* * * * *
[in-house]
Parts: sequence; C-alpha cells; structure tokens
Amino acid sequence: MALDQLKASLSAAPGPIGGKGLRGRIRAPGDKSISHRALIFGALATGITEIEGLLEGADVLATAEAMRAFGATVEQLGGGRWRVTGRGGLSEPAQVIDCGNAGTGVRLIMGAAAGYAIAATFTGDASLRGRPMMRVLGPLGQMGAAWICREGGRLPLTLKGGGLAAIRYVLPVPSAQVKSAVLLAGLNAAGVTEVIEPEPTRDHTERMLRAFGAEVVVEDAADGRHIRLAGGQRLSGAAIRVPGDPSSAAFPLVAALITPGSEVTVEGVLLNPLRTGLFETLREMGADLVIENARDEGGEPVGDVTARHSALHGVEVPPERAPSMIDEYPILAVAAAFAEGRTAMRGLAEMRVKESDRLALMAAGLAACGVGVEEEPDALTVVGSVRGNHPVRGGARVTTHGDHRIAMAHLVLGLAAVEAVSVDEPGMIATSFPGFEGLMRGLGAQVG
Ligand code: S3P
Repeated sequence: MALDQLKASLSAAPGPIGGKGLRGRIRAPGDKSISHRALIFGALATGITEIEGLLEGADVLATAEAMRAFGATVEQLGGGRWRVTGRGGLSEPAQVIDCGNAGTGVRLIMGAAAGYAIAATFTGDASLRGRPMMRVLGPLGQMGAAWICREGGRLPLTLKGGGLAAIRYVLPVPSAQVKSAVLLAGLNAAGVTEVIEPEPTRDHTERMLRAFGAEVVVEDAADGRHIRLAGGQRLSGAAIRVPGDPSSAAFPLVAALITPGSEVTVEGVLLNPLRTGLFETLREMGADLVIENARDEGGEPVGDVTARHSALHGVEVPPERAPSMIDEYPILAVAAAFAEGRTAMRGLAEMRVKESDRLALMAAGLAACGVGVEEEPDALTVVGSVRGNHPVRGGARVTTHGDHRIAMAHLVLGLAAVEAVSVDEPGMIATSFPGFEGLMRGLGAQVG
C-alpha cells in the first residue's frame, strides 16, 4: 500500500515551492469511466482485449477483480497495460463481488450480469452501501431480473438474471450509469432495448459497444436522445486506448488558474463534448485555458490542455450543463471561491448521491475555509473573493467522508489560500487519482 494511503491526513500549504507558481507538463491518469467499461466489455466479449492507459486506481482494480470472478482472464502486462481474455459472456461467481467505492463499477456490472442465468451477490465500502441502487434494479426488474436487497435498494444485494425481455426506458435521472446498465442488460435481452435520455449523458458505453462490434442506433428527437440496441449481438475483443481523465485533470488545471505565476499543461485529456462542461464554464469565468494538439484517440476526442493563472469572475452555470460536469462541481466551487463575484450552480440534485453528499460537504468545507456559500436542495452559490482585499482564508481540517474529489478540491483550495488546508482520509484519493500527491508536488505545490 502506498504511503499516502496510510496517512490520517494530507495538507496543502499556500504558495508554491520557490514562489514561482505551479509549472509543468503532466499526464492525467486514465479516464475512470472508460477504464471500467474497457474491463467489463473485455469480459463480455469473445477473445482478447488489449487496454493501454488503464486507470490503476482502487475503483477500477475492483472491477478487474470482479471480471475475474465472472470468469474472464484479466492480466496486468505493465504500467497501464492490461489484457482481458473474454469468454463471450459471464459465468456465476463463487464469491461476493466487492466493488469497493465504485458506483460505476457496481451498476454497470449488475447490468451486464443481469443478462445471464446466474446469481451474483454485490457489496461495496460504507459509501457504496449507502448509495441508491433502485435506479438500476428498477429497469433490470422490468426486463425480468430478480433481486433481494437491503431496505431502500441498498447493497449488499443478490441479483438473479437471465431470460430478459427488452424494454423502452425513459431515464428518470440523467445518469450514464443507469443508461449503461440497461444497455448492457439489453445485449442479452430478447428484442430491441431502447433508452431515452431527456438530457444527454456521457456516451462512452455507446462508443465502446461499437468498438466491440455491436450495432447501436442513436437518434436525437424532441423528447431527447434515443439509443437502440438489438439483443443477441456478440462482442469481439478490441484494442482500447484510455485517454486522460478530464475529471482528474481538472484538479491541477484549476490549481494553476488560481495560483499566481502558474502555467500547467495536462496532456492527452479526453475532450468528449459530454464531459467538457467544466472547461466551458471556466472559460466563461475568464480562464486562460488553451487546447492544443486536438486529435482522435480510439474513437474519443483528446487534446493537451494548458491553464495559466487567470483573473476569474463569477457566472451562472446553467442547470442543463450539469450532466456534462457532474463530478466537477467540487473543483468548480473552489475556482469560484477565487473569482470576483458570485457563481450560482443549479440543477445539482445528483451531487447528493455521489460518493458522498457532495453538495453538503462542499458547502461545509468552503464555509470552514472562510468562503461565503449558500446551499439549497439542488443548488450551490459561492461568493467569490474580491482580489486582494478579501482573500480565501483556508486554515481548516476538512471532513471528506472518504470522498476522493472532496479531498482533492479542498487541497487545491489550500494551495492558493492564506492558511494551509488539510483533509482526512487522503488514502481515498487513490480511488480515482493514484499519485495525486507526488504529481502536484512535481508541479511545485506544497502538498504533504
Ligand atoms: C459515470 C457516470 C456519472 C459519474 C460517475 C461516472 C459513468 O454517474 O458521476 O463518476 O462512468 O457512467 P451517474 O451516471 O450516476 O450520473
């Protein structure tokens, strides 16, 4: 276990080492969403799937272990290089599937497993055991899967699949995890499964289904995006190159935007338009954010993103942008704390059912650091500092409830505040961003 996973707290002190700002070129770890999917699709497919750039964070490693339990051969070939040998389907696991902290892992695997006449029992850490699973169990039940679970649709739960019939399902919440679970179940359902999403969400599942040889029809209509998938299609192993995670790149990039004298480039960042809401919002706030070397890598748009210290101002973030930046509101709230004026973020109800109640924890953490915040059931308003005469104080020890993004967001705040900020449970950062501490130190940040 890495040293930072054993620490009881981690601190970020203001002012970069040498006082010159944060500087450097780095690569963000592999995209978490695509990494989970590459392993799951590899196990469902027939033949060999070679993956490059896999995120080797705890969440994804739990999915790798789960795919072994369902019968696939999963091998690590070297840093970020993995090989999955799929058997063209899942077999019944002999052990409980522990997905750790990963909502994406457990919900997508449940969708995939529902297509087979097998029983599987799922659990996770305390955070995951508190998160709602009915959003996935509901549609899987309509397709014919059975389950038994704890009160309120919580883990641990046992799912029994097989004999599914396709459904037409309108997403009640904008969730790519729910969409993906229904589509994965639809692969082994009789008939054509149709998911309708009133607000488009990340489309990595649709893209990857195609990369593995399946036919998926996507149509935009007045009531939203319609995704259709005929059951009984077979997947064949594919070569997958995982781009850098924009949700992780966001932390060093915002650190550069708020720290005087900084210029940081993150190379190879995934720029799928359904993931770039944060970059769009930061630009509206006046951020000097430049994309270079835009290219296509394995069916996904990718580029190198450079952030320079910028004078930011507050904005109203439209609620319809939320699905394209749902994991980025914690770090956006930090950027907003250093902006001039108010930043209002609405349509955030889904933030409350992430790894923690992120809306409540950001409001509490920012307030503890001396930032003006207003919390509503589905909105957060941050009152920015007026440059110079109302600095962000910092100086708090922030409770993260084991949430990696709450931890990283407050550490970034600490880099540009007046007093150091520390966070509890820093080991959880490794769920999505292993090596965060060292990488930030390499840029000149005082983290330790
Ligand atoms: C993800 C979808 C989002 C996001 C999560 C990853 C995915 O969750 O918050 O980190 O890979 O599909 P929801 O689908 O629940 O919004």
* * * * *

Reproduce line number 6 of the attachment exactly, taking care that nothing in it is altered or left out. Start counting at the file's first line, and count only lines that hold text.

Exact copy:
C-alpha cells in the first residue's frame, strides 16, 4: 500500500515551492469511466482485449477483480497495460463481488450480469452501501431480473438474471450509469432495448459497444436522445486506448488558474463534448485555458490542455450543463471561491448521491475555509473573493467522508489560500487519482 494511503491526513500549504507558481507538463491518469467499461466489455466479449492507459486506481482494480470472478482472464502486462481474455459472456461467481467505492463499477456490472442465468451477490465500502441502487434494479426488474436487497435498494444485494425481455426506458435521472446498465442488460435481452435520455449523458458505453462490434442506433428527437440496441449481438475483443481523465485533470488545471505565476499543461485529456462542461464554464469565468494538439484517440476526442493563472469572475452555470460536469462541481466551487463575484450552480440534485453528499460537504468545507456559500436542495452559490482585499482564508481540517474529489478540491483550495488546508482520509484519493500527491508536488505545490 502506498504511503499516502496510510496517512490520517494530507495538507496543502499556500504558495508554491520557490514562489514561482505551479509549472509543468503532466499526464492525467486514465479516464475512470472508460477504464471500467474497457474491463467489463473485455469480459463480455469473445477473445482478447488489449487496454493501454488503464486507470490503476482502487475503483477500477475492483472491477478487474470482479471480471475475474465472472470468469474472464484479466492480466496486468505493465504500467497501464492490461489484457482481458473474454469468454463471450459471464459465468456465476463463487464469491461476493466487492466493488469497493465504485458506483460505476457496481451498476454497470449488475447490468451486464443481469443478462445471464446466474446469481451474483454485490457489496461495496460504507459509501457504496449507502448509495441508491433502485435506479438500476428498477429497469433490470422490468426486463425480468430478480433481486433481494437491503431496505431502500441498498447493497449488499443478490441479483438473479437471465431470460430478459427488452424494454423502452425513459431515464428518470440523467445518469450514464443507469443508461449503461440497461444497455448492457439489453445485449442479452430478447428484442430491441431502447433508452431515452431527456438530457444527454456521457456516451462512452455507446462508443465502446461499437468498438466491440455491436450495432447501436442513436437518434436525437424532441423528447431527447434515443439509443437502440438489438439483443443477441456478440462482442469481439478490441484494442482500447484510455485517454486522460478530464475529471482528474481538472484538479491541477484549476490549481494553476488560481495560483499566481502558474502555467500547467495536462496532456492527452479526453475532450468528449459530454464531459467538457467544466472547461466551458471556466472559460466563461475568464480562464486562460488553451487546447492544443486536438486529435482522435480510439474513437474519443483528446487534446493537451494548458491553464495559466487567470483573473476569474463569477457566472451562472446553467442547470442543463450539469450532466456534462457532474463530478466537477467540487473543483468548480473552489475556482469560484477565487473569482470576483458570485457563481450560482443549479440543477445539482445528483451531487447528493455521489460518493458522498457532495453538495453538503462542499458547502461545509468552503464555509470552514472562510468562503461565503449558500446551499439549497439542488443548488450551490459561492461568493467569490474580491482580489486582494478579501482573500480565501483556508486554515481548516476538512471532513471528506472518504470522498476522493472532496479531498482533492479542498487541497487545491489550500494551495492558493492564506492558511494551509488539510483533509482526512487522503488514502481515498487513490480511488480515482493514484499519485495525486507526488504529481502536484512535481508541479511545485506544497502538498504533504